I’d happily tolerate all of that if I was invested in the game’s world but, story missions aside, I’m struck by the aimlessness that is the dread of the open world experience.

Lacking purpose is fine if there is something interesting, beautiful or unexpected in at least one direction, but State of Decay’s plot of land doesn’t seem large or dense enough to maintain interest. It’s a murky smudge of a place and the first town takes a minute or two to traverse in one of the many vehicles scattered around the place. I was warned not to rely on them because the noise of their engines attracts zombies but they are invincible killing machines. I’ve ploughed through hordes of zombies and taken no more than a scratch, whereas on foot I’d be kung fu kicking like a crazy man.

Combat is tedious and using melee weapons has a Looney Tunes vibe, more fitting Dead Rising than the more serious tone that State of Decay strives for. Problematically, the bulk of the game appears to involve sprinting around hotpoints on a minimap, occasionally crouching and ever so slowly creeping around a large group of zombies, but more often smashing through the middle of them in a truck.

There’s an RPG in the background somewhere, with character relationships and skill levels, but I feel far too little attachment to those characters, particularly since they can die while my back is turned. That leaves the simulation, with its resource management and attempt to construct a believable ecosystem of sorts. It isn’t very well explained so I’m not sure whether I believe in its workings or not, but it mostly seems to happen without me. Imagine the Zafehouse Diaries with added third person combat and less control over the group of survivors. In State of Decay, I exist to follow the bidding of the minimap and the popups, and the most enjoyment I’ve had has been counter to the game’s themes and atmosphere.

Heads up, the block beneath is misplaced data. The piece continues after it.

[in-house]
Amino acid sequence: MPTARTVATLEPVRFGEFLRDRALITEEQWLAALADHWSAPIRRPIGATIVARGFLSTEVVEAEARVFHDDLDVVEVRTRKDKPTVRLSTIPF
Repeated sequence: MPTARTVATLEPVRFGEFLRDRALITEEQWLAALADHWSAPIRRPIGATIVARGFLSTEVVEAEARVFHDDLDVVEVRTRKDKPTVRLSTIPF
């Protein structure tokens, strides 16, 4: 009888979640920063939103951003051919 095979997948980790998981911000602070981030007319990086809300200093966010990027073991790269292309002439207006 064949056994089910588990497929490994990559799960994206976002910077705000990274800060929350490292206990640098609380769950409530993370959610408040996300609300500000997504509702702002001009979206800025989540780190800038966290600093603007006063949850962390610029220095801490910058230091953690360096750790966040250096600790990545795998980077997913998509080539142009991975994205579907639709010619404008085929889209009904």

To get some of the screenshots here, I jumped into a car and drove into the middle of nowhere, in the way that only an idiot would during a zombie apocalypse. The vehicle broke when the engine became clogged with intestines and I was stranded, with a few bottles of painkillers and a couple of snacks. The journey home was the most fun I’ve had with the game and if the finished version’s promised sandbox mode can more sensibly replicate that sort of scenario, it might well be worth a look. For now though, State of Decay is more interesting as a collection of ambitious ideas than an experience.

Zombie Labs have said that the early access version is "not ready to be reviewed" and these are only impressions of a few hours play. I'll return when the game is finished, with a customisable control scheme and (hopefully) improved detail and resolution options. For now, I'm going to step away and reconsider my relationship with the undead for a while.

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About the Author

Adam Smith